Omicron XBB.1.5 doesn’t have mutations known to make people sicker

A man takes a Covid-19 test at a mobile Covid-19 test site as people line up at Times Square in New York City, on December 6, 2021.

Tayfun Coskun | Anadolu agent | beautiful pictures

The XBB.1.5 omicron sub-variant does not have any mutations known to make people sicker when they contract the virus, according to a report. Risk assessment of the World Health Organization fourth publication.

But WHO noted in the report that it doesn’t have any actual data on how XBB.1.5 affects the health of patients, so they cannot draw any conclusions at this time. on the severity of the minor variant.

WHO says XBB.1.5 is one of the Covid sub-variants best at evading immunity from vaccination or infection. It is also immune-evading like another sub-variant in its family, XBB.1, which is the Covid variant that best evades antibodies that block infection.

The global health organization says XBB.1.5 has a growing advantage in the United States, especially in the Northeast, where it quickly becomes dominant. According to WHO, XBB.1.5 could cause an increase in cases globally but it is difficult to know for sure since most of the data comes from the US. The organization said it needed more data on the spread of XBB.1.5 in other countries.

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Maria Van Kerkhove, WHO’s Covid-19 technical team leader, last week said XBB.1.5 is The most contagious Covid sub-variant to date. Scientists believe it has a growth advantage because it is highly immunogenic and binds more closely to human cells, making it more infectious.

“It’s the most contagious sub-variant that has been detected,” Van Kerkhove told reporters during a January 4 press conference in Geneva. “The reason for this is that the mutations in this sub-variant of the omicron allow the virus to attach to the cell and multiply easily.”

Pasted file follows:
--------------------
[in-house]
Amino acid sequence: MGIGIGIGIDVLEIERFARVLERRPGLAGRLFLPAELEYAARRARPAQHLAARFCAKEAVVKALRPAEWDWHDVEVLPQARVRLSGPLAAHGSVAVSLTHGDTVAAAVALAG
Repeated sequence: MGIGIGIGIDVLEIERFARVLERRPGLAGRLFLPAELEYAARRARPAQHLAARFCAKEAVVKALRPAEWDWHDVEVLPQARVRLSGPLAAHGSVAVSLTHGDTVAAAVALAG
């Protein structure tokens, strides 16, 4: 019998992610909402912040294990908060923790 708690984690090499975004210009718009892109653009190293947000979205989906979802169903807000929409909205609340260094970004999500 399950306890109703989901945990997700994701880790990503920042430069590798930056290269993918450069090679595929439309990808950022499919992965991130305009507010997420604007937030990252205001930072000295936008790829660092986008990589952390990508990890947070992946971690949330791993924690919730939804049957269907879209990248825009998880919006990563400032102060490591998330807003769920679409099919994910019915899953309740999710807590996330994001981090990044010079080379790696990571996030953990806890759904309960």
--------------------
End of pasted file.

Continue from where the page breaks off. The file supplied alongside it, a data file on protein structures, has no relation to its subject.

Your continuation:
In the US, XBB.1.5 is the only sub-variant showing significant growth right now. It increased from about 2% of cases in early December to nearly 28% in the first week of January, according to data from the Centers for Disease Control and Prevention. It is causing more than 70% of new Covid cases in the Northeast.

Currently, data on vaccine effectiveness against XBB.1.5 are limited, although this sub-variant is thought to cause more breakthrough infections. Laboratory studies have shown other variants in the XBB family have been shown to be adept at evading antibodies produced by vaccination with omicron enhancers.

Pfizer and Moderna’s vaccines generally still prevent hospitalizations and deaths. However, public health officials in the United States have emphasized that it is especially important for vulnerable groups, such as the elderly, to update their vaccinations to prevent severe illness.

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